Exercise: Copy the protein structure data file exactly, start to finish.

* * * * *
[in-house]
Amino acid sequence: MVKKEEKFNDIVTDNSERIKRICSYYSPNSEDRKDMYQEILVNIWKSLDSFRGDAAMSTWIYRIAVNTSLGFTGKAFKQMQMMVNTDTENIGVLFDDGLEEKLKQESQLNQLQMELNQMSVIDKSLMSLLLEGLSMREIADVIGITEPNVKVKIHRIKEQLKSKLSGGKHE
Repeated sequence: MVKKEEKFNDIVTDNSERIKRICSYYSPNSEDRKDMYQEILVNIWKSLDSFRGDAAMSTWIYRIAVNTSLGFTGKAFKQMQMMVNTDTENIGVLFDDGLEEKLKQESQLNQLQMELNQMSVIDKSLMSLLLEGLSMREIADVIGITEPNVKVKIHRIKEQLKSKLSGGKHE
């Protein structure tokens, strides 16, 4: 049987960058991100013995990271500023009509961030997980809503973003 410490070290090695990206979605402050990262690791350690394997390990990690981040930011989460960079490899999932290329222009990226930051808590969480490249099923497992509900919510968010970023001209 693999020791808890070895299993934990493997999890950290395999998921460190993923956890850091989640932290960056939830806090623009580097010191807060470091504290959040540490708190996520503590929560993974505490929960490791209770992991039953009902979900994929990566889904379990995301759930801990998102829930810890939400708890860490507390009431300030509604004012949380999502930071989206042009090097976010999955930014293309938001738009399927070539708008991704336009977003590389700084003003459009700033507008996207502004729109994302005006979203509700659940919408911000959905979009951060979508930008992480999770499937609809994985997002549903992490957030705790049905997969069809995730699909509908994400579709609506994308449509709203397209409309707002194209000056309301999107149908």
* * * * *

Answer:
[in-house]
Amino acid sequence: MVKKEEKFNDIVTDNSERIKRICSYYSPNSEDRKDMYQEILVNIWKSLDSFRGDAAMSTWIYRIAVNTSLGFTGKAFKQMQMMVNTDTENIGVLFDDGLEEKLKQESQLNQLQMELNQMSVIDKSLMSLLLEGLSMREIADVIGITEPNVKVKIHRIKEQLKSKLSGGKHE
Repeated sequence: MVKKEEKFNDIVTDNSERIKRICSYYSPNSEDRKDMYQEILVNIWKSLDSFRGDAAMSTWIYRIAVNTSLGFTGKAFKQMQMMVNTDTENIGVLFDDGLEEKLKQESQLNQLQMELNQMSVIDKSLMSLLLEGLSMREIADVIGITEPNVKVKIHRIKEQLKSKLSGGKHE
């Protein structure tokens, strides 16, 4: 049987960058991100013995990271500023009509961030997980809503973003 410490070290090695990206979605402050990262690791350690394997390990990690981040930011989460960079490899999932290329222009990226930051808590969480490249099923497992509900919510968010970023001209 693999020791808890070895299993934990493997999890950290395999998921460190993923956890850091989640932290960056939830806090623009580097010191807060470091504290959040540490708190996520503590929560993974505490929960490791209770992991039953009902979900994929990566889904379990995301759930801990998102829930810890939400708890860490507390009431300030509604004012949380999502930071989206042009090097976010999955930014293309938001738009399927070539708008991704336009977003590389700084003003459009700033507008996207502004729109994302005006979203509700659940919408911000959905979009951060979508930008992480999770499937609809994985997002549903992490957030705790049905997969069809995730699909509908994400579709609506994308449509709203397209409309707002194209000056309301999107149908």